A listed green jet fuel company has been saved from insolvency by a consortium featuring private equity and green investors.

Velocys plc has spent the past 20 years developing technology that enables the production of sustainable fuels to help decarbonise global aviation.

Originating from a University of Oxford technology spinout company called Oxford Catalysts – which floated on the London Stock Exchange at almost £2 a share in 2006 – it provides its customers with the technology to enable production of negative carbon intensity, drop-in fuels from a variety of waste materials. It is partnering with British Airways on the Altalto project in Immingham to convert residual waste into sustainable fuels.

It also offers an integrated solution for project developers, owners and operators by supplying reactors, catalysts and associated engineering services.

The firm is focused on developing its proprietary technology solutions ahead of commercial adoption and currently does not have recurring revenues: as a result, it has historically been reliant on equity raises and grant funding to execute its business strategy. 

The company, based at Oxford Science Park with an office in Houston and reactor manufacturing facilities in Ohio, faced insolvency and sought emergency funding. Now its board of directors has unanimously recommended that shareholders accept a bid totalling £4.1m from Madison Bidco Limited, a newly formed company, which will see a return of 0.25p per share, approximately its current share price.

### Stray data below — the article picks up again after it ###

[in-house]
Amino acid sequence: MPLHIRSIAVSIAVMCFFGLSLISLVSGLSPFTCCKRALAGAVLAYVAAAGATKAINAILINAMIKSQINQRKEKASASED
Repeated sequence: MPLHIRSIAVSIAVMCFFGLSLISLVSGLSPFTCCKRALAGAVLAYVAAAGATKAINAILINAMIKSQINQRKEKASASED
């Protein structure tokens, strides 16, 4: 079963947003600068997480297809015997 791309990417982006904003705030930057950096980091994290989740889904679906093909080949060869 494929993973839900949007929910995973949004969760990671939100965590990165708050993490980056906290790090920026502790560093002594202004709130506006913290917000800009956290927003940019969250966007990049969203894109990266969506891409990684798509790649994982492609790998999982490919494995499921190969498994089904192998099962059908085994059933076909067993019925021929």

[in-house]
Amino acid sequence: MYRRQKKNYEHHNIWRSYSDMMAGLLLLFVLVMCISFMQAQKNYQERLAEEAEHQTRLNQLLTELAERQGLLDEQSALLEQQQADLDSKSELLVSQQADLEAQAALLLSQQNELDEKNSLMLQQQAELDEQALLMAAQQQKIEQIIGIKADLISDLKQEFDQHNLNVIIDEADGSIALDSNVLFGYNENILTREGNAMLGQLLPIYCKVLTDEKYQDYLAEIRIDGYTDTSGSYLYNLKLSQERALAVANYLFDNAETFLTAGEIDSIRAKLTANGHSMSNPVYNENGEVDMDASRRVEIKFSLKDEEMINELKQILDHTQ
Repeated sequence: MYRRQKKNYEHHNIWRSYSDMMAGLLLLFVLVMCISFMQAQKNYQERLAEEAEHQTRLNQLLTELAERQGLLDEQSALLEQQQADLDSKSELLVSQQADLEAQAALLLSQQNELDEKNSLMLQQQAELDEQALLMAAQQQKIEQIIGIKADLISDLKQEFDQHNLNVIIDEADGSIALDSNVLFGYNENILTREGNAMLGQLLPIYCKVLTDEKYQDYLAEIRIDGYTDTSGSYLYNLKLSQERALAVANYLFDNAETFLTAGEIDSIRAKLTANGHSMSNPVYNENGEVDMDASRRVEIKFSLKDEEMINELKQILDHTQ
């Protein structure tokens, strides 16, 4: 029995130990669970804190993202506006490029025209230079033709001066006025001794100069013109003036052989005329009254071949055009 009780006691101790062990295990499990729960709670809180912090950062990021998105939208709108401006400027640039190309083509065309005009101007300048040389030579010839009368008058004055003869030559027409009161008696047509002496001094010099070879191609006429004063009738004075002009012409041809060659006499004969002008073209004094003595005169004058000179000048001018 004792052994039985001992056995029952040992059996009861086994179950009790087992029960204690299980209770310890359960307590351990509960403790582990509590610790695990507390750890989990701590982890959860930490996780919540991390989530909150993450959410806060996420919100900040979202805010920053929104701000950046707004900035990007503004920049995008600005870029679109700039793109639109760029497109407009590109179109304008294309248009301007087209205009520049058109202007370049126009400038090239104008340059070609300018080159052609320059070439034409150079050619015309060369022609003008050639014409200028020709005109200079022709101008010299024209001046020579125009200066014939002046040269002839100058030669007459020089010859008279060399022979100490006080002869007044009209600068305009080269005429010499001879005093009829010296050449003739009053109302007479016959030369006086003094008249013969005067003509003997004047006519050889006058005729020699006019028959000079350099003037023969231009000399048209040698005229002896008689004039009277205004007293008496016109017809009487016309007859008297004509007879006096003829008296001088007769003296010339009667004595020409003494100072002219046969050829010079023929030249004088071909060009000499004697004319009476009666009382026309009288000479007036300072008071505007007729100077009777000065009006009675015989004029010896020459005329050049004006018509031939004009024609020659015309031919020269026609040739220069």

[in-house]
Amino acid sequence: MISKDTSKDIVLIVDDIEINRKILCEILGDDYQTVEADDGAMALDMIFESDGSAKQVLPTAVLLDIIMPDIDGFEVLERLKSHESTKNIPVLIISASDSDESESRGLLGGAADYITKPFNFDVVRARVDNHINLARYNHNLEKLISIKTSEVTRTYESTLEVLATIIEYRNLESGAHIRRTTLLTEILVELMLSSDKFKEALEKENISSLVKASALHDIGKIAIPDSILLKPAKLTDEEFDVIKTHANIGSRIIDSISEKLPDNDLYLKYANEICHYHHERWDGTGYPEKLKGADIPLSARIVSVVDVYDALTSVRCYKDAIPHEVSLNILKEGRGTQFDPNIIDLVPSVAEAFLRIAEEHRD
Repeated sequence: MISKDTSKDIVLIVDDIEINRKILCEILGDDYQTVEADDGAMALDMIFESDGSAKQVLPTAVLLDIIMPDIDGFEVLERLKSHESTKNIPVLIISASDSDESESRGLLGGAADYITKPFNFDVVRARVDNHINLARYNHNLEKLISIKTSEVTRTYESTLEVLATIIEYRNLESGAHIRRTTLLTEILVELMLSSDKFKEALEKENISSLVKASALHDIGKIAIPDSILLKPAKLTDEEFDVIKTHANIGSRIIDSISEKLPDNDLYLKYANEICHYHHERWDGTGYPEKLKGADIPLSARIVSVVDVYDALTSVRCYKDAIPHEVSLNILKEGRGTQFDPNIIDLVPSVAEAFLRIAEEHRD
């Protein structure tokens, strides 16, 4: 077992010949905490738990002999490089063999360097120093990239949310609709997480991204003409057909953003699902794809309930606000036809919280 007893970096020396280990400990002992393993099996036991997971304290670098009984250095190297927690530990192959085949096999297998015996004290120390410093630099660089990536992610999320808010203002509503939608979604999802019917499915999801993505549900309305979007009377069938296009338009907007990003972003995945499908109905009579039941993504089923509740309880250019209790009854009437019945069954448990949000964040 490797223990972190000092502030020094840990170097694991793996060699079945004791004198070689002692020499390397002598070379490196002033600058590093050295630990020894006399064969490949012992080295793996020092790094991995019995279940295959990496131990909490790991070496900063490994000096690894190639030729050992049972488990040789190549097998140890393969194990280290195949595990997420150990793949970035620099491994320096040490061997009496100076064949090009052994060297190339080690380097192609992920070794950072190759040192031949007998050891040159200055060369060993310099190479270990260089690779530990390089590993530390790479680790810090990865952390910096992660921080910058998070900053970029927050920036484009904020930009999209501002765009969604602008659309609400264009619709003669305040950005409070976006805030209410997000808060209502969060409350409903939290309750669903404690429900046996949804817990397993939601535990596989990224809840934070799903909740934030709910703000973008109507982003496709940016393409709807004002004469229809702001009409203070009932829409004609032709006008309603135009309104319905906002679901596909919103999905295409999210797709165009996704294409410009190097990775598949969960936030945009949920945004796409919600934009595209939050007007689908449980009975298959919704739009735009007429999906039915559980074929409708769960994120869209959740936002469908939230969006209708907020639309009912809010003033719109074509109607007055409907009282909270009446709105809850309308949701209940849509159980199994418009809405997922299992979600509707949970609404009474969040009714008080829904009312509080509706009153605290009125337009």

It would see the firm delist from the Stock Exchange.

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Madison is indirectly owned by a fund advised by Lightrock, a fund advised by Carbon Direct Capital, GenZero and Kibo Investments. Upon completion of the acquisition, it has agreed to provide up to £31.5m of growth capital  to Velocys which is expected to ensure that Velocys and its management have the capital resources needed to deliver against Velocys’ medium-term strategic plans.

In connection with the acquisition, the Carbon Direct Fund has agreed to provide a secured bridging loan of £3.5m to provide sufficient capital for Velocys through to the acquisition becoming effective.

Velocys’s advisor Panmure Gordon said it has taken into consideration its limited cash resources, challenging financial position and the absence of alternative funding offers, describing the bridge financing as “vital to avoid insolvency”.

Should the deal fall through, it warned that “it is unlikely that Velocys will be able to repay the bridge financing and remain a going concern. In those circumstances, it is likely that administrators would be appointed promptly and, whilst the administrator would seek to maximise value from the sale of available assets, it is considered highly unlikely that this would result in anything other than minimal returns to Velocys shareholders”.

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